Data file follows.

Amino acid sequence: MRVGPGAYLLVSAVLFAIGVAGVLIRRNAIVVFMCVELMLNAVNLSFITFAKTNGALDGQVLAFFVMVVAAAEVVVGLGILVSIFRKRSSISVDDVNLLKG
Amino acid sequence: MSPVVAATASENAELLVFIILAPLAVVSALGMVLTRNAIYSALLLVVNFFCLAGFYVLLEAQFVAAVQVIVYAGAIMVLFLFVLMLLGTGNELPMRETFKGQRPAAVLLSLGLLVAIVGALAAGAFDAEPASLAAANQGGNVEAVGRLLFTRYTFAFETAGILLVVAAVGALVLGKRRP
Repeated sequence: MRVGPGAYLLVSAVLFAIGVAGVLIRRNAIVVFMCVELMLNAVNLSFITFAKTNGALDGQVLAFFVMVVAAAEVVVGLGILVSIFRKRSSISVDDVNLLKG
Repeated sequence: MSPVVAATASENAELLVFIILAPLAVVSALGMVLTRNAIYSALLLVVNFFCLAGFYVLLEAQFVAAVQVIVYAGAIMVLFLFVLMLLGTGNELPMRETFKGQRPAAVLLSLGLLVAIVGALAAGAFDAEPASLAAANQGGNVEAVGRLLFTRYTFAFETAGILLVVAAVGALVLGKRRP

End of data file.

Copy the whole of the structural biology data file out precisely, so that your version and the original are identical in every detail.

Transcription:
Amino acid sequence: MRVGPGAYLLVSAVLFAIGVAGVLIRRNAIVVFMCVELMLNAVNLSFITFAKTNGALDGQVLAFFVMVVAAAEVVVGLGILVSIFRKRSSISVDDVNLLKG
Amino acid sequence: MSPVVAATASENAELLVFIILAPLAVVSALGMVLTRNAIYSALLLVVNFFCLAGFYVLLEAQFVAAVQVIVYAGAIMVLFLFVLMLLGTGNELPMRETFKGQRPAAVLLSLGLLVAIVGALAAGAFDAEPASLAAANQGGNVEAVGRLLFTRYTFAFETAGILLVVAAVGALVLGKRRP
Repeated sequence: MRVGPGAYLLVSAVLFAIGVAGVLIRRNAIVVFMCVELMLNAVNLSFITFAKTNGALDGQVLAFFVMVVAAAEVVVGLGILVSIFRKRSSISVDDVNLLKG
Repeated sequence: MSPVVAATASENAELLVFIILAPLAVVSALGMVLTRNAIYSALLLVVNFFCLAGFYVLLEAQFVAAVQVIVYAGAIMVLFLFVLMLLGTGNELPMRETFKGQRPAAVLLSLGLLVAIVGALAAGAFDAEPASLAAANQGGNVEAVGRLLFTRYTFAFETAGILLVVAAVGALVLGKRRP